24. This judgment went in appeal in Regional Provident Fund Commissioner, Punjab v. Lakshmi Ratten Engineering Works Ltd.. where a Division Bench, consisting of Dulat J. and Dua, J. (as His Lordship then was) affirmed the view of Grover, J. In regard to the interpretation of Section 16(1) of the Act. The learned Judges held that what was exempted by Section 16 was only the factory which was not established for more than three years. If the factory was being used for manufacturing purposes long before the new purchasers acquired it, it could not be said that the factory was not established for more than three yeara
25. The only decision which has struck a discordant note is that of Anant-narayanan, J. In Vittaldas Jagannathdas v. Regional Provident Fund Commr., in which it was held:--
'that an establishment means an 'Organised body of men maintained for a purpose' ..... Where, therefore, on the entire complex of facts of a given case, it can be concluded that the legal entity 'the establishment' had come totally to an end. and was succeeded by a fresh legal entity, then that fresh entity is the entity to which the Act applies as a first impact and, if that entity is entitled to infancy protection, that protection will have to be granted as a matter of course; even if it happens by coincidence to have employed a large part of the personnel of the previous establishment'.
That was a case of a lease of a cinema house and the learned Judge held that on the termination of the old lease of the talkies a new establishment must be deemed to have come into existence so as to attract the exemption of Section 16(1). With respect we are unable to agree with this decision. In the case of a lease of a cinema house, it would, in our opinion, be difficult to hold that the new lessee who conducts the same business has set up a new establishment so as to be able to claim the exemption under Section 16(1). If a new lessee or a new purchaser comes on the scene one may say that a new concern has come into existence. What Is, however, relevant for the purposes of Section 16 is not whether it is an old or a new concern, but whether it is a new establishment.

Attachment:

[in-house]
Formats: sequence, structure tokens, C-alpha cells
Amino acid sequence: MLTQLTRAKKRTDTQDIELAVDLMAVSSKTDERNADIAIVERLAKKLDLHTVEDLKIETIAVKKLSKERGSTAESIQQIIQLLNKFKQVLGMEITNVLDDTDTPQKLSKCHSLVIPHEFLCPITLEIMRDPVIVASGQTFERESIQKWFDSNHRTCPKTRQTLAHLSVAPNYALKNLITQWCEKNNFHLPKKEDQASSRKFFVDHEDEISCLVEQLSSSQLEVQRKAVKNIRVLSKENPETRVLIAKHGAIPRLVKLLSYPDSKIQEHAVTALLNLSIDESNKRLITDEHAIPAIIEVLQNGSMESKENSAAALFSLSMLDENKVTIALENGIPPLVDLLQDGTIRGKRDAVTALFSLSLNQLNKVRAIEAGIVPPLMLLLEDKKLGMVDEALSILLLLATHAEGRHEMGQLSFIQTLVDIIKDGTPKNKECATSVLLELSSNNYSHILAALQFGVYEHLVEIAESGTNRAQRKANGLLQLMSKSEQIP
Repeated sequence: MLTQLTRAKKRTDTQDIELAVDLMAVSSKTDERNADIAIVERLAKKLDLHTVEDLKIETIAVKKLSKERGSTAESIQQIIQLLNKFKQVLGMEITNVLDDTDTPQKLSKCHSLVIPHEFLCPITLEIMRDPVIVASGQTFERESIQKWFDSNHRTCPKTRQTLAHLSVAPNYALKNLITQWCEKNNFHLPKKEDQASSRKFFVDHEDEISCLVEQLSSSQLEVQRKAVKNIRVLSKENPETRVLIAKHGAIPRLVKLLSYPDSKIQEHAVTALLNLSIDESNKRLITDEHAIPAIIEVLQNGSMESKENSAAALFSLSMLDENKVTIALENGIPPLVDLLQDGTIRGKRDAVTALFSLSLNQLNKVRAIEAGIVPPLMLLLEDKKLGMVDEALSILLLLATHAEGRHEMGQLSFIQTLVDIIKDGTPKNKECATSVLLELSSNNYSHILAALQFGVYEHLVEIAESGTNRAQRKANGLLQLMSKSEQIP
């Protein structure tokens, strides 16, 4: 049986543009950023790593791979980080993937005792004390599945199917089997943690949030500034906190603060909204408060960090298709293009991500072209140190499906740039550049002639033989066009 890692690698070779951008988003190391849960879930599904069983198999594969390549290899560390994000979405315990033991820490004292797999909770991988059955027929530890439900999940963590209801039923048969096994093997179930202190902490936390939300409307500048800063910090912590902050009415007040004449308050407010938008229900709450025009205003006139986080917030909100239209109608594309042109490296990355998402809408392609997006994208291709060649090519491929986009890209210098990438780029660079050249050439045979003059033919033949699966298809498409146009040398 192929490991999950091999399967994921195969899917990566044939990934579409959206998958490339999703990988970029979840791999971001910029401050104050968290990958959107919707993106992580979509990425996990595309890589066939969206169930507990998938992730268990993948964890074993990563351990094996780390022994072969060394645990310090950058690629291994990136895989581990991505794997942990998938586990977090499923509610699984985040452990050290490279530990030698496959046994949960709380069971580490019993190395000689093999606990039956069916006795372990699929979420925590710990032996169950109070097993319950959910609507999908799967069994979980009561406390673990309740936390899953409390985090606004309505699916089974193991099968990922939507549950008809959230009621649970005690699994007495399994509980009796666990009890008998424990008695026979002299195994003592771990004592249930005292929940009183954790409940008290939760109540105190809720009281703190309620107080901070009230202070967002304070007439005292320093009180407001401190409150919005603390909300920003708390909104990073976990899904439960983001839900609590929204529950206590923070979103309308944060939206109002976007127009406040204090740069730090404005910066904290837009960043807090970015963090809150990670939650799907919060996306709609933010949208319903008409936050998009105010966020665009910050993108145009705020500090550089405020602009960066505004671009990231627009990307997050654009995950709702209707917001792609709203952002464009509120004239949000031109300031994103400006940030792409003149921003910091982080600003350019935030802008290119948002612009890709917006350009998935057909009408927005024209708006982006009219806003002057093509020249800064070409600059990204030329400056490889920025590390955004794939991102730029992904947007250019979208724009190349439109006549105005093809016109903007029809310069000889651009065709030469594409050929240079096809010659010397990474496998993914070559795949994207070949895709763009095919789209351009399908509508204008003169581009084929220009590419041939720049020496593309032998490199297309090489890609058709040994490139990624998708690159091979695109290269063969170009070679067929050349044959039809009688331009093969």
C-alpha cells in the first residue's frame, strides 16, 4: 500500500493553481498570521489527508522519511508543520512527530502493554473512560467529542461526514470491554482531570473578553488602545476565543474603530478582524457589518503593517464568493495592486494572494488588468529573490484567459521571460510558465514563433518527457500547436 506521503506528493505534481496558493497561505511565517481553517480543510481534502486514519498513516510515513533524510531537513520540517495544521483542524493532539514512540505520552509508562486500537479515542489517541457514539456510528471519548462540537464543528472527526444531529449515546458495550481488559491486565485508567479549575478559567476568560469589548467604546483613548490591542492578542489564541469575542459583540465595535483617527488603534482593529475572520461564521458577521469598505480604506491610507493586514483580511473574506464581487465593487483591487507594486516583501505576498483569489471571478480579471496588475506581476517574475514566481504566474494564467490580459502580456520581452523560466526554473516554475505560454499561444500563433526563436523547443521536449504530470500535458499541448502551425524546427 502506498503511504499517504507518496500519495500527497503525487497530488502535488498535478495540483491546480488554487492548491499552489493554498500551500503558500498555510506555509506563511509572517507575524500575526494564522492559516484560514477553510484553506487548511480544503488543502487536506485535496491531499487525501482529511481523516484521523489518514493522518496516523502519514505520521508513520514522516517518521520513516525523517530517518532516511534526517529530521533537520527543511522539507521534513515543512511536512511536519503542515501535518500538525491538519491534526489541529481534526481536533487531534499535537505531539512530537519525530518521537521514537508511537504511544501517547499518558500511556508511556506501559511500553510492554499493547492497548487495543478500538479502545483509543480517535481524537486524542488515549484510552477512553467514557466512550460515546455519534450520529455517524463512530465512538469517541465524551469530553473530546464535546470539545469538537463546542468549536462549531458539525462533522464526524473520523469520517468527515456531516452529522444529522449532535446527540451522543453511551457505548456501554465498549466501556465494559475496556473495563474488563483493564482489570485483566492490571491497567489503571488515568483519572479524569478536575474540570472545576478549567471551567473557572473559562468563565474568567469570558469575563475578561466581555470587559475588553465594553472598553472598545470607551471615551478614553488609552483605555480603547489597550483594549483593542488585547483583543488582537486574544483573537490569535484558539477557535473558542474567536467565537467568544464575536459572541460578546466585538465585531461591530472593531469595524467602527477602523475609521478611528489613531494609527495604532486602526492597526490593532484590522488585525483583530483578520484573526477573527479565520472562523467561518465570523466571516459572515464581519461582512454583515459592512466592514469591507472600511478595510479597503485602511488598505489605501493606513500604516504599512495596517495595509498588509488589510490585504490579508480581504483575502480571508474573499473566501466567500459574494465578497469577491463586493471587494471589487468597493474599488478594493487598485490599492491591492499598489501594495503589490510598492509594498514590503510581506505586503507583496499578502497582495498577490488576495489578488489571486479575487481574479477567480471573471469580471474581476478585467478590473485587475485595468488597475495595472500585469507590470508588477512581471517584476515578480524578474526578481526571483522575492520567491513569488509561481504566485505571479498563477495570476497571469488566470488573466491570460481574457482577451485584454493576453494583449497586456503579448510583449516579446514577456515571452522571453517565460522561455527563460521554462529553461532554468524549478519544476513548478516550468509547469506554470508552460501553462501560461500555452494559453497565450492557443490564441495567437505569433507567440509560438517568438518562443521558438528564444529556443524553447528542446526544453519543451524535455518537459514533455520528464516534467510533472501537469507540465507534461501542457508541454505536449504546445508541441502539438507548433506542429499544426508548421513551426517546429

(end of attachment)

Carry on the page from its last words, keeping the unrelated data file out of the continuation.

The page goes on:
26. The decision of Anantanarayan, J. was overruled by a Division Bench in M/s. E. L. Sahni and Co. v. Union of India, , while hearing an appeal in another matter Justice who delivered the Judgment of the Bench says that the exemption under Section 16(1) is available to the establishment as such and not to the owner or the lessee or the manager thereof. It cannot be postulated that each time there is a change of hands, a new establishment comes into existence. In taking this view, the Division Bench has followed the decision of the High Courts of Calcutta and Punjab, to which we have referred earlier,
27. A Division Bench of the High Court of Kerala in Kunnath Textiles v. Regional Provident Fund Commr., , a Division Bench of the High Court of Andhra Pradesh in Nazeena Traders (P) Ltd. v. Regional Provident Fund Commr, Hyderabad, and a single Judge' of the High Court of Gujrat in New Ahmedabad Bansidar Mills Pvt. Ltd., v. Union of India, , have taken the same view. The decision of the Kerala High Court is not apposite to the point before us because there the existing owners had resorted to a subterfuge for evading their liability under the Act. The Judgment of the Andhra Pradesh High Court does not refer to previous authorities, but the learned Judge of the Gujrat High Court has relied on the judgment of Tendolkar, J. and on , to which we have already referred.
28. In the result, we hold that the provisions of the Act and the Scheme are applicable to the plaintiffs. They are, therefore, liable to make their contribution to the Employers' Provident Fund. The decree passed by the learned Judge is accordingly confirmed and the appeal is dismissed with costs
29. Appeal dismissed.